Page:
[OpenWrt-Devel] Why OpenWrt sucks?

José Vázquez ppvazquezfer at gmail.com
Mon Mar 9 18:23:21 EDT 2015

2015-03-09 21:02 GMT+01:00, valent.turkovic at gmail.com
<valent.turkovic at gmail.com>:
> Hi all,
> I see this or similar question of forums all the time and I have
> answered it few times. I suggest we open a wiki page and contribute an
> answer.
> Here is how I usually reply to similar questions, please give your
> comments in your replies:
> Why it OpenWrt slower than stock firmware? I can help by shining a bit
> of light onto this subject. I'm developing custom firwmares based on
> OpenWrt but I'm not OpenWrt developer, still as I have few years of
> experience with OpenWrt I can explain why sometimes performance sucks
> or there are some issues and bugs.
> OpenWrt has three main parts; linux kernel, software packages and
> wireless drivers. OpenWrt developers work on all of them. Consider the
> amount of code this is, and consider that all work is done by a
> handful of OpenWrt developers. If you work in software industry you
> know many people big companies hire to work on much smaller projects.
> So be thankful it works as good as it does, it is actually a miracle
> that it works as good as it does
OpenWRT is a linux distro oriented to networking so the kernel and
drivers are important, but you must not forget that the init process
(procd and related after AA) is one of the cores of this distro and
makes it work. The most relevant packages are oriented to networking,
but with the feeds you can make anything that you want, making it very
Also we must take in mind that OpenWRT works with GPL drivers and code
(only few are proprietary); I think that one of the main advantages of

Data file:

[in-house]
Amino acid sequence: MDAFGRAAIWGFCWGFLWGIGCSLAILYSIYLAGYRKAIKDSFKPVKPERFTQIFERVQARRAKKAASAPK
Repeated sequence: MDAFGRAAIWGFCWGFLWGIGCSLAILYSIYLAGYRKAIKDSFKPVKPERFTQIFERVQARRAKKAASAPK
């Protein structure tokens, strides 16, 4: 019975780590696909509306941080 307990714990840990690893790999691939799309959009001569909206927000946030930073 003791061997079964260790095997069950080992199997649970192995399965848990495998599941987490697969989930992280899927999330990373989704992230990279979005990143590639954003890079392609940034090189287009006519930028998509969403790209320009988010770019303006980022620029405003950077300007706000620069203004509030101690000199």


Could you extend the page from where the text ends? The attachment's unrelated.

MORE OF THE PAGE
use them is that anybody can contribute, and IMHO, are easy to
One of the performance penalties come with the network drivers: while
proprietary drivers are tightly coupled with the hardware, the drivers
developed by OpenWRT guys and collaborators should not be so
"complicated" because when the kernel version is changed they can
generate a lot of problems and headaches, while more "generic" drivers
do not take advantage of all the hardware features, overloading the
cpu with tasks that in stock firmwares are managed by specific
subsystems that are faster for those specific tasks.
> Main issue is that wifi chip manufacturers don't offer open source
> wifi drivers. If Atheros and Broadcom understood Open source as Intel
> does then you would get absolutely top speed and reliability from
> OpenWrt wifi drivers. You don't get top notch performance with OpenWrt
> because Atheros and Broadcom are choosing not release quality open
> source drivers.
Broadcom wireless drivers are poor (brcmfmac and brcmsmac),
Metalink/Lantiq wireless drivers "do not exist" and there are more sad
examples, but Atheros is collaborating. Of course the work and magic
that nbd and others make is wonderful.
> Linux, BSDx and OpenWrt developers can only use other means to get
> wifi devices to work, usually reverse engineering, and without support
> from wifi chip companies it is not easy to support all features, get
> awesome performance and stability.
> This is a long way of saying, that if performance sucks on OpenWrt you
> should blame Atheros and Broadcom for not giving you (OpenWrt
> community) high quality open source drivers!
I think that is important to mention that Lantiq and others use
OpenWRT as the base of their firms.
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